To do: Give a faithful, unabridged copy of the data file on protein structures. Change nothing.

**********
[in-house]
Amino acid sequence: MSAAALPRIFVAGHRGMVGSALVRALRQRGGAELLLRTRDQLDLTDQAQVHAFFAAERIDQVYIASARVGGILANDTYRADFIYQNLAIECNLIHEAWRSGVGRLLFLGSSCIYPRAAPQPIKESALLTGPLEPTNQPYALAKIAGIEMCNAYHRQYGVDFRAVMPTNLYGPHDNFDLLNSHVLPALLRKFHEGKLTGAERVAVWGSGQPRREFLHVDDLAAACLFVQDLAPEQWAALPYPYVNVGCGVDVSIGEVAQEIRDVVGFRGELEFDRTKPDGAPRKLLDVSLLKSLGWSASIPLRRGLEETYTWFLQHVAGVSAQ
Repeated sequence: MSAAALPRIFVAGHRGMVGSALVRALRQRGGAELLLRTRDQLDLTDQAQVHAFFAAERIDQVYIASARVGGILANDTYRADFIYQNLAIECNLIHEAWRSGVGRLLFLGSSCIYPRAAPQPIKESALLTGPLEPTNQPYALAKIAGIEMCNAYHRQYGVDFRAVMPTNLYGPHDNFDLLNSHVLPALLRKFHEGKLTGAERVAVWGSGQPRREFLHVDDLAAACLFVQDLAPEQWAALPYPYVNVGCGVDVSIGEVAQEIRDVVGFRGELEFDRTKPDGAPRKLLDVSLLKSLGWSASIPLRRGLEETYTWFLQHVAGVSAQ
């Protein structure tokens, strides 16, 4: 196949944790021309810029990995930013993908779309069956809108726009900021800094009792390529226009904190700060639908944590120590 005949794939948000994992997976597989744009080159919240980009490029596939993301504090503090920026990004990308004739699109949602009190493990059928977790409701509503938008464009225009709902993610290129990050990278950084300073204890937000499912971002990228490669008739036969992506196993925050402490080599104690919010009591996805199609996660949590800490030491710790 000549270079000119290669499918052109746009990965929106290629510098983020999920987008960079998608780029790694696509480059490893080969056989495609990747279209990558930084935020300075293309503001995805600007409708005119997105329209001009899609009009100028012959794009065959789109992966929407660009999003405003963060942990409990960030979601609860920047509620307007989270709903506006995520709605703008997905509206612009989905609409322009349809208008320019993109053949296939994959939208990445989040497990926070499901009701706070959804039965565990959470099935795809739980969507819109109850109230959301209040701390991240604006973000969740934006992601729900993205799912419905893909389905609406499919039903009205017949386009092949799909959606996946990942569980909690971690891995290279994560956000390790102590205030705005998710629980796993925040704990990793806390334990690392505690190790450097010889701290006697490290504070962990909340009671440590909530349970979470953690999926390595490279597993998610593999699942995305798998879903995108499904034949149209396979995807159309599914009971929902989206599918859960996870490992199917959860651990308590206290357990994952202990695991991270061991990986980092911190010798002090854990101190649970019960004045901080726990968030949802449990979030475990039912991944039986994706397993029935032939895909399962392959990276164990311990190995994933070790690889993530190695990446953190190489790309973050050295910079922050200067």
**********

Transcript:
[in-house]
Amino acid sequence: MSAAALPRIFVAGHRGMVGSALVRALRQRGGAELLLRTRDQLDLTDQAQVHAFFAAERIDQVYIASARVGGILANDTYRADFIYQNLAIECNLIHEAWRSGVGRLLFLGSSCIYPRAAPQPIKESALLTGPLEPTNQPYALAKIAGIEMCNAYHRQYGVDFRAVMPTNLYGPHDNFDLLNSHVLPALLRKFHEGKLTGAERVAVWGSGQPRREFLHVDDLAAACLFVQDLAPEQWAALPYPYVNVGCGVDVSIGEVAQEIRDVVGFRGELEFDRTKPDGAPRKLLDVSLLKSLGWSASIPLRRGLEETYTWFLQHVAGVSAQ
Repeated sequence: MSAAALPRIFVAGHRGMVGSALVRALRQRGGAELLLRTRDQLDLTDQAQVHAFFAAERIDQVYIASARVGGILANDTYRADFIYQNLAIECNLIHEAWRSGVGRLLFLGSSCIYPRAAPQPIKESALLTGPLEPTNQPYALAKIAGIEMCNAYHRQYGVDFRAVMPTNLYGPHDNFDLLNSHVLPALLRKFHEGKLTGAERVAVWGSGQPRREFLHVDDLAAACLFVQDLAPEQWAALPYPYVNVGCGVDVSIGEVAQEIRDVVGFRGELEFDRTKPDGAPRKLLDVSLLKSLGWSASIPLRRGLEETYTWFLQHVAGVSAQ
């Protein structure tokens, strides 16, 4: 196949944790021309810029990995930013993908779309069956809108726009900021800094009792390529226009904190700060639908944590120590 005949794939948000994992997976597989744009080159919240980009490029596939993301504090503090920026990004990308004739699109949602009190493990059928977790409701509503938008464009225009709902993610290129990050990278950084300073204890937000499912971002990228490669008739036969992506196993925050402490080599104690919010009591996805199609996660949590800490030491710790 000549270079000119290669499918052109746009990965929106290629510098983020999920987008960079998608780029790694696509480059490893080969056989495609990747279209990558930084935020300075293309503001995805600007409708005119997105329209001009899609009009100028012959794009065959789109992966929407660009999003405003963060942990409990960030979601609860920047509620307007989270709903506006995520709605703008997905509206612009989905609409322009349809208008320019993109053949296939994959939208990445989040497990926070499901009701706070959804039965565990959470099935795809739980969507819109109850109230959301209040701390991240604006973000969740934006992601729900993205799912419905893909389905609406499919039903009205017949386009092949799909959606996946990942569980909690971690891995290279994560956000390790102590205030705005998710629980796993925040704990990793806390334990690392505690190790450097010889701290006697490290504070962990909340009671440590909530349970979470953690999926390595490279597993998610593999699942995305798998879903995108499904034949149209396979995807159309599914009971929902989206599918859960996870490992199917959860651990308590206290357990994952202990695991991270061991990986980092911190010798002090854990101190649970019960004045901080726990968030949802449990979030475990039912991944039986994706397993029935032939895909399962392959990276164990311990190995994933070790690889993530190695990446953190190489790309973050050295910079922050200067």